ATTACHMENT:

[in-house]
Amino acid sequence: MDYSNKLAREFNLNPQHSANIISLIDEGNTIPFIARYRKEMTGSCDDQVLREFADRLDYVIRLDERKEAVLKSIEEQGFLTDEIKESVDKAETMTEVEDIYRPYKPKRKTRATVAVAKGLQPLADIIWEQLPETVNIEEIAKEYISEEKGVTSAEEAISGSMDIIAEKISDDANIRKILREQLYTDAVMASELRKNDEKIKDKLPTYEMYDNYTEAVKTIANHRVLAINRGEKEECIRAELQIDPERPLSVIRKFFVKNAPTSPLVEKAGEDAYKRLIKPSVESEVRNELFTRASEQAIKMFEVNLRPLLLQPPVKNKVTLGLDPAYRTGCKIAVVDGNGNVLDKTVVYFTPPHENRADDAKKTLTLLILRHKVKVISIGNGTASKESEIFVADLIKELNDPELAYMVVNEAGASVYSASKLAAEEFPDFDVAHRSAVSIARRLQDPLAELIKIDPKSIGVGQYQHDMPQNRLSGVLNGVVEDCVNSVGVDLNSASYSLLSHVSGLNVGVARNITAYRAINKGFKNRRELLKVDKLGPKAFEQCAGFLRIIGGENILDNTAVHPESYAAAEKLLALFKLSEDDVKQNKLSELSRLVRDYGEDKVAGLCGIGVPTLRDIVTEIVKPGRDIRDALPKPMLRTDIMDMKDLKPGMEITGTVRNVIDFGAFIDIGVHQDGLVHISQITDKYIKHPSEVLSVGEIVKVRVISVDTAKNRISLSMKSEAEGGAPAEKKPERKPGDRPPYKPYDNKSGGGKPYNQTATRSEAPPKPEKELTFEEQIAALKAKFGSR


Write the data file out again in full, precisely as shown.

[in-house]
Amino acid sequence: MDYSNKLAREFNLNPQHSANIISLIDEGNTIPFIARYRKEMTGSCDDQVLREFADRLDYVIRLDERKEAVLKSIEEQGFLTDEIKESVDKAETMTEVEDIYRPYKPKRKTRATVAVAKGLQPLADIIWEQLPETVNIEEIAKEYISEEKGVTSAEEAISGSMDIIAEKISDDANIRKILREQLYTDAVMASELRKNDEKIKDKLPTYEMYDNYTEAVKTIANHRVLAINRGEKEECIRAELQIDPERPLSVIRKFFVKNAPTSPLVEKAGEDAYKRLIKPSVESEVRNELFTRASEQAIKMFEVNLRPLLLQPPVKNKVTLGLDPAYRTGCKIAVVDGNGNVLDKTVVYFTPPHENRADDAKKTLTLLILRHKVKVISIGNGTASKESEIFVADLIKELNDPELAYMVVNEAGASVYSASKLAAEEFPDFDVAHRSAVSIARRLQDPLAELIKIDPKSIGVGQYQHDMPQNRLSGVLNGVVEDCVNSVGVDLNSASYSLLSHVSGLNVGVARNITAYRAINKGFKNRRELLKVDKLGPKAFEQCAGFLRIIGGENILDNTAVHPESYAAAEKLLALFKLSEDDVKQNKLSELSRLVRDYGEDKVAGLCGIGVPTLRDIVTEIVKPGRDIRDALPKPMLRTDIMDMKDLKPGMEITGTVRNVIDFGAFIDIGVHQDGLVHISQITDKYIKHPSEVLSVGEIVKVRVISVDTAKNRISLSMKSEAEGGAPAEKKPERKPGDRPPYKPYDNKSGGGKPYNQTATRSEAPPKPEKELTFEEQIAALKAKFGSR